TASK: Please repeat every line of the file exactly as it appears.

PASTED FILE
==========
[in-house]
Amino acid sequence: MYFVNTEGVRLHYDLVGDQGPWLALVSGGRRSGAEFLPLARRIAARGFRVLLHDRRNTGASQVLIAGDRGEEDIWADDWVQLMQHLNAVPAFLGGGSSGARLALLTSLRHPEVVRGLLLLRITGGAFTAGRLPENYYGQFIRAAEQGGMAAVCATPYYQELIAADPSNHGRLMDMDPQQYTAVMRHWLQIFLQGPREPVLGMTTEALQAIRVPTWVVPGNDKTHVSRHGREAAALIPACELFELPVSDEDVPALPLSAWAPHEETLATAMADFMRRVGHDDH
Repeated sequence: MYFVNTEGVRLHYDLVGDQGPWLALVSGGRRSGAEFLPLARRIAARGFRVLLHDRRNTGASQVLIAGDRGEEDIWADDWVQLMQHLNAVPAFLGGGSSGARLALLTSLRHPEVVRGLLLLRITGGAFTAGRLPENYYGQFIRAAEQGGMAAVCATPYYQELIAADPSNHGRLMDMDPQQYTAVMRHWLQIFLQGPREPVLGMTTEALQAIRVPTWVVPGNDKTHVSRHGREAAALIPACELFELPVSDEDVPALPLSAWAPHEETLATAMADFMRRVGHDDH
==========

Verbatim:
[in-house]
Amino acid sequence: MYFVNTEGVRLHYDLVGDQGPWLALVSGGRRSGAEFLPLARRIAARGFRVLLHDRRNTGASQVLIAGDRGEEDIWADDWVQLMQHLNAVPAFLGGGSSGARLALLTSLRHPEVVRGLLLLRITGGAFTAGRLPENYYGQFIRAAEQGGMAAVCATPYYQELIAADPSNHGRLMDMDPQQYTAVMRHWLQIFLQGPREPVLGMTTEALQAIRVPTWVVPGNDKTHVSRHGREAAALIPACELFELPVSDEDVPALPLSAWAPHEETLATAMADFMRRVGHDDH
Repeated sequence: MYFVNTEGVRLHYDLVGDQGPWLALVSGGRRSGAEFLPLARRIAARGFRVLLHDRRNTGASQVLIAGDRGEEDIWADDWVQLMQHLNAVPAFLGGGSSGARLALLTSLRHPEVVRGLLLLRITGGAFTAGRLPENYYGQFIRAAEQGGMAAVCATPYYQELIAADPSNHGRLMDMDPQQYTAVMRHWLQIFLQGPREPVLGMTTEALQAIRVPTWVVPGNDKTHVSRHGREAAALIPACELFELPVSDEDVPALPLSAWAPHEETLATAMADFMRRVGHDDH